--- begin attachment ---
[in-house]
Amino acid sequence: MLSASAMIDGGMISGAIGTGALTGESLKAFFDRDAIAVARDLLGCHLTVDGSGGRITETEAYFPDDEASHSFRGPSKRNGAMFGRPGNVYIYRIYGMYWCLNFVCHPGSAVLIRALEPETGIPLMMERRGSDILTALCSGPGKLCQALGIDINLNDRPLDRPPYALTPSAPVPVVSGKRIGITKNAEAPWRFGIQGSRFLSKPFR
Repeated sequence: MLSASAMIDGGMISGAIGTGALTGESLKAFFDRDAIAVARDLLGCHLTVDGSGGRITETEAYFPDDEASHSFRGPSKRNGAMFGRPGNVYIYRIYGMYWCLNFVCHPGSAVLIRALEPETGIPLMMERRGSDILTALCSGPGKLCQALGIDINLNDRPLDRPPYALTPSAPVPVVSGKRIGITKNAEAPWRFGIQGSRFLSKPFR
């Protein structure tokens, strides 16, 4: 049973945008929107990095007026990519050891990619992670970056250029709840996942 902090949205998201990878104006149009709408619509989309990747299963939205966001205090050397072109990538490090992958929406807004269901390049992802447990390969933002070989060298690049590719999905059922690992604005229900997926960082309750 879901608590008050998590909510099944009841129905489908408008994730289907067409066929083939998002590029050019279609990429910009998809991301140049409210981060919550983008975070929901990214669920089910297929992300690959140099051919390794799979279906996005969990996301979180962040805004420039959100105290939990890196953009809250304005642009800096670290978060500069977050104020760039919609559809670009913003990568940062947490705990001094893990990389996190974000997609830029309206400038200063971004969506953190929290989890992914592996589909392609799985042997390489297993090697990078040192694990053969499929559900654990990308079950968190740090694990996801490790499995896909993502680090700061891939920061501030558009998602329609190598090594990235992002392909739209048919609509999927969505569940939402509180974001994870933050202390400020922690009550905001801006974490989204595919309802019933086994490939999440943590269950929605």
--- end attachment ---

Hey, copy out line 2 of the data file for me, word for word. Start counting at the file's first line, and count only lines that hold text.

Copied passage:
Amino acid sequence: MLSASAMIDGGMISGAIGTGALTGESLKAFFDRDAIAVARDLLGCHLTVDGSGGRITETEAYFPDDEASHSFRGPSKRNGAMFGRPGNVYIYRIYGMYWCLNFVCHPGSAVLIRALEPETGIPLMMERRGSDILTALCSGPGKLCQALGIDINLNDRPLDRPPYALTPSAPVPVVSGKRIGITKNAEAPWRFGIQGSRFLSKPFR